News | Published August 17 2020

MPs fear rise in homelessness when eviction ban lapses

Several MPs are concerned that England could be hit by a “new wave of homelessness” when the ban on evictions ends on August 23.

The evictions ban was implemented as part of emergency Covid-19 mitigation measures, aimed at protecting those who have seen their finances adversely affected by the pandemic.

Evictions in England and Wales had been put on hold until June 25, but the suspension was then extended to August 23.

Meanwhile, the Welsh government has extended its notice period required for evictions issued on or after July 24 to six months, excluding those related to incidents of anti-social behaviour. The government in Scotland has proposed extending its evictions ban until March next year.

Yet, with concerns rising that a wave of evictions in England could come when the ban ends, 21 MPs have called on the government to provide local authorities with funding to be able to accommodate homeless people for a year, citing the “ongoing threat of coronavirus and the risk of a potential second wave”.

The MPs, made up of numbers from the Lib Dems, Labour and one from the DUP, made their request in a letter to minister for rough sleeping, Luke Hall.

It read: “Some local authorities are in the process of confirming and funding accommodation for rough sleepers for another year, however it is so important that all councils are able to provide this.

“We cannot put a cut-off on showing all those in need compassion at this time.”

The government has said that it will “continue to provide appropriate support” to those in need but insisted that allowing eviction hearings to resume is a vital move in protecting the rights of landlords.

It added that new repossession rules in England will provide the protection that renters need when eviction hearings return.

At the beginning of the lockdown in March, councils were tasked with moving homeless people out of communal shelters and off the streets, with 14,500 people provided with emergency accommodation according to the government.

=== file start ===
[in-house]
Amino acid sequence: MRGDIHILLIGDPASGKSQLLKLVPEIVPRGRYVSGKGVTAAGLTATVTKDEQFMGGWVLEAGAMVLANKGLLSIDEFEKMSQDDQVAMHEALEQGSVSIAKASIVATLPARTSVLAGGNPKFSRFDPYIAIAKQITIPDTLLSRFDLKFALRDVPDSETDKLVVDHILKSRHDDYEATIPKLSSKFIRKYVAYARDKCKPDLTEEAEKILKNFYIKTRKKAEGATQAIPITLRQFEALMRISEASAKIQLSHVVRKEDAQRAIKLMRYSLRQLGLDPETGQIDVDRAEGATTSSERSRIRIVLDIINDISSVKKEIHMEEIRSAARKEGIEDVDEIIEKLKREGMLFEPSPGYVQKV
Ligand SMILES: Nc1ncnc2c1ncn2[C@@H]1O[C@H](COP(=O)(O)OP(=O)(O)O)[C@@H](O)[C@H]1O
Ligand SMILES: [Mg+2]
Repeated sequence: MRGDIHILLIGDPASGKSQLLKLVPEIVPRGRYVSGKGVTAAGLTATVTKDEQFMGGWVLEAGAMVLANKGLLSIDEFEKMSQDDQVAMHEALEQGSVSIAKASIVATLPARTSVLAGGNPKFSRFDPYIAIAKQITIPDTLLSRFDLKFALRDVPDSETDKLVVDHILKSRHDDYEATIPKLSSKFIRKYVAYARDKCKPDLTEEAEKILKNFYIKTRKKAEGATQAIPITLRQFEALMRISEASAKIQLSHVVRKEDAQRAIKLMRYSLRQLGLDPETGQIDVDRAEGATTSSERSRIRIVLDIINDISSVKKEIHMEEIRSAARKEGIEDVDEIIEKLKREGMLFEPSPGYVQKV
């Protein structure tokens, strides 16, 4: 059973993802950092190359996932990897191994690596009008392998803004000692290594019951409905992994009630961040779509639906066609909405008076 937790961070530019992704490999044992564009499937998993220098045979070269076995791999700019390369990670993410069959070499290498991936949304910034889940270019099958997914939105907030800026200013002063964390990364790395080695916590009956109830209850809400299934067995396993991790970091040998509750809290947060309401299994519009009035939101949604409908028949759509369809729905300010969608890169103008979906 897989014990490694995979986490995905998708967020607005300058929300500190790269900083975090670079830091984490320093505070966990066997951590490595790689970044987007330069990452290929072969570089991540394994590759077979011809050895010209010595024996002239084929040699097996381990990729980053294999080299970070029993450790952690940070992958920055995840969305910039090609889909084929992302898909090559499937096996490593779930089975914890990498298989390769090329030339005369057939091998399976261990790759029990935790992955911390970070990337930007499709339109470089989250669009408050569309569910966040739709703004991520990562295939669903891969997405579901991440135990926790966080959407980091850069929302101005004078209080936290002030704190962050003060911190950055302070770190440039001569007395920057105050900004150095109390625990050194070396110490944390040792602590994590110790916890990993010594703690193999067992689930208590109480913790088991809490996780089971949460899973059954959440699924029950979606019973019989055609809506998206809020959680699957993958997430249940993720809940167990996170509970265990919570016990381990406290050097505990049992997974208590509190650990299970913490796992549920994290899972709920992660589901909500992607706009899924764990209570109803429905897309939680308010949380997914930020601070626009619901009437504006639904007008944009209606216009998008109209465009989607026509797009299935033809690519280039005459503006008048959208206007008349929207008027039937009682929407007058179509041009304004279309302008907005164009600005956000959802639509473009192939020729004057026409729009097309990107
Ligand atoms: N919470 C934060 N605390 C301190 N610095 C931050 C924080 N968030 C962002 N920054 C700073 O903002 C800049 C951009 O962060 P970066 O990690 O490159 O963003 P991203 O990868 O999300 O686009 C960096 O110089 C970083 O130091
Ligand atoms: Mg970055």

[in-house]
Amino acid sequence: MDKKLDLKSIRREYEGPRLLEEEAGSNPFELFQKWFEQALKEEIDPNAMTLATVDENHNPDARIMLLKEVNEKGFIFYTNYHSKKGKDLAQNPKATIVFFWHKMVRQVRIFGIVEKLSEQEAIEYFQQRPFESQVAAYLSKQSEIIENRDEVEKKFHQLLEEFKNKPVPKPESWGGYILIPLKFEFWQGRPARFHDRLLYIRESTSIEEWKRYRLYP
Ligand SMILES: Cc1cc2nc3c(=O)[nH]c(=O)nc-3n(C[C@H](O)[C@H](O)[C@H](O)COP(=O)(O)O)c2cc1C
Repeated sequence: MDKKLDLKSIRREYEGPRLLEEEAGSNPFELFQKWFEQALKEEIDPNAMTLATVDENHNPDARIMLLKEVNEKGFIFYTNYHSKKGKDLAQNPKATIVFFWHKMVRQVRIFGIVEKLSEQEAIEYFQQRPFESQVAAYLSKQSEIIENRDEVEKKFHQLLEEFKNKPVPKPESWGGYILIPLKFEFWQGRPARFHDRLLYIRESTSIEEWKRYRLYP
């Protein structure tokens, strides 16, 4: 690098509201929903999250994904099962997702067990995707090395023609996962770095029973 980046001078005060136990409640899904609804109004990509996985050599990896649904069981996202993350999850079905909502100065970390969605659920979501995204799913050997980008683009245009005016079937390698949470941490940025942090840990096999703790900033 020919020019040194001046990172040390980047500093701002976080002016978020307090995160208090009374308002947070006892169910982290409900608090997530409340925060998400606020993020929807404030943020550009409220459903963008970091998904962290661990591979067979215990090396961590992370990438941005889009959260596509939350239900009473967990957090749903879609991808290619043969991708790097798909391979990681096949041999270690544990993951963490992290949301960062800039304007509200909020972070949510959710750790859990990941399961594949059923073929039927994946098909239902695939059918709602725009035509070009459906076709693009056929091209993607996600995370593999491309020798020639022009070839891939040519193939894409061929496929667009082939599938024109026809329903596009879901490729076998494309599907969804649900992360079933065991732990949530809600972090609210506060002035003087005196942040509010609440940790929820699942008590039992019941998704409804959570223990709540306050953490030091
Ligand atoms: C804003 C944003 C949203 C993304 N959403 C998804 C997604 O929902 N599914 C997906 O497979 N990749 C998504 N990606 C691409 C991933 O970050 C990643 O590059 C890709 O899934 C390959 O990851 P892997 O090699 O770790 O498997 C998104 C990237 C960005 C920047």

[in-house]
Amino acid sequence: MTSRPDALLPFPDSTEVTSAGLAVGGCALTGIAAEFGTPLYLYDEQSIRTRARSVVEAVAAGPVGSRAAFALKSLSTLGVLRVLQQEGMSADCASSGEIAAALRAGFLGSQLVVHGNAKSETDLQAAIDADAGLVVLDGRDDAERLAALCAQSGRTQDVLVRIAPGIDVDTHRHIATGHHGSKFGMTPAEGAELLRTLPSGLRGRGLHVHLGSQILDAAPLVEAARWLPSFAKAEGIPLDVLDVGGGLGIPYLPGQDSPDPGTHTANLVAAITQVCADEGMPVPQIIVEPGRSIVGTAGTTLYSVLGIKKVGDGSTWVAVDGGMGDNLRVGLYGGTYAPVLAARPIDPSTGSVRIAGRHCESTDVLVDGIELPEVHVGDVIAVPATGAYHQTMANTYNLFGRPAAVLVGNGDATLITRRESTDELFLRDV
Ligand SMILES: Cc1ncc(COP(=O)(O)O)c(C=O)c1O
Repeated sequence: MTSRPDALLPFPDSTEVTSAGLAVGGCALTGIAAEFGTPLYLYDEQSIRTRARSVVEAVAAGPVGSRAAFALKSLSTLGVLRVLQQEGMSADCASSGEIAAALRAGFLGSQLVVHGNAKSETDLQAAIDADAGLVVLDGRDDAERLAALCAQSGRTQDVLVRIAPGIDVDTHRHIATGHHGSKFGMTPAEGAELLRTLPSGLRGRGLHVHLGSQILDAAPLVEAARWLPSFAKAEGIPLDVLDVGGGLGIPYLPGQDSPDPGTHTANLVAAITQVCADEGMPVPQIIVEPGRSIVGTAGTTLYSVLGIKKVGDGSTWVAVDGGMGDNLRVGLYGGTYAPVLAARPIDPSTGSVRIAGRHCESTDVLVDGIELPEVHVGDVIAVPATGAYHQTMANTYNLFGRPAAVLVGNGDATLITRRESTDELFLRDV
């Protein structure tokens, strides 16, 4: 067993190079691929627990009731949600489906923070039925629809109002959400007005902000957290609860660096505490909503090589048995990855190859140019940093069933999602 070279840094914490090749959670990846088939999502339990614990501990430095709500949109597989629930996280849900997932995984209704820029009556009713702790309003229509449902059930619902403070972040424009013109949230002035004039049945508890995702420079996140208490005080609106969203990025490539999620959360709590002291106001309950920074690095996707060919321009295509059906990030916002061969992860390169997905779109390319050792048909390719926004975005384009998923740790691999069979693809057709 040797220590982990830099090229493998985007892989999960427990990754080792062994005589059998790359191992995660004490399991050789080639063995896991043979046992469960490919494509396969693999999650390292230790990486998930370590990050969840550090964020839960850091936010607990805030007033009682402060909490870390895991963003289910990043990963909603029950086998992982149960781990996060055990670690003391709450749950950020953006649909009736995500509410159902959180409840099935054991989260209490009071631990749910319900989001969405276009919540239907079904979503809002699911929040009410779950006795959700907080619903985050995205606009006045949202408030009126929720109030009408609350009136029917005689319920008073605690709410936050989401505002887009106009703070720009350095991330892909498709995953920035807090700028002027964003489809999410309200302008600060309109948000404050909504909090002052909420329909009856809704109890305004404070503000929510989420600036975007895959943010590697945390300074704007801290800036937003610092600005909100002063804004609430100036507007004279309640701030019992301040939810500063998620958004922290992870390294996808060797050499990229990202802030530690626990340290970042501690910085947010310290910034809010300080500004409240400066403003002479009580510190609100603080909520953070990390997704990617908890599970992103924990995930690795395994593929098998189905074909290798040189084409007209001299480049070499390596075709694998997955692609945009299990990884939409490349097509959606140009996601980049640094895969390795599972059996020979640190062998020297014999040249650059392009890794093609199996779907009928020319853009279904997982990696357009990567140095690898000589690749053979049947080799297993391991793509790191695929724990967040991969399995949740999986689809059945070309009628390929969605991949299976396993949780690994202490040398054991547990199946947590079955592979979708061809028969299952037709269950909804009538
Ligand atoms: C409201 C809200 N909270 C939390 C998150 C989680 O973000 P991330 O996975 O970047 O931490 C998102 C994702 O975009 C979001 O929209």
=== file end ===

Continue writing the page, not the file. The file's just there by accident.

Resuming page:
A Ministry of Housing, Communities, and Local Government spokesperson hailed the move as "unprecedented" in helping the most vulnerable at the height of the crisis, saying: "Nearly 15,000 rough sleepers have been housed in emergency accommodation since the beginning of the pandemic.

"We've also ensured no tenants have been evicted at the height of Covid.”

The spokesperson clarified that the new repossession rules in England will require that landlords provide more information about their tenants’ circumstances when looking to evict.

Should this information not be provided or be deemed unable to justify eviction, judges will have the right to adjourn cases.

The Labour Party has hit out at the new rules and is pushing for emergency legislation to help protect renters.

However, the National Residential Landlords Association has been supportive of the government’s move and asked them not to extend the ban, adding that its research shows the majority of tenants are continuing to pay rent, or have made individual arrangements with their landlord to avoid arrears.

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Authored by

Alexander Bridge-Wilkinson
Junior Editor
August 17 2020

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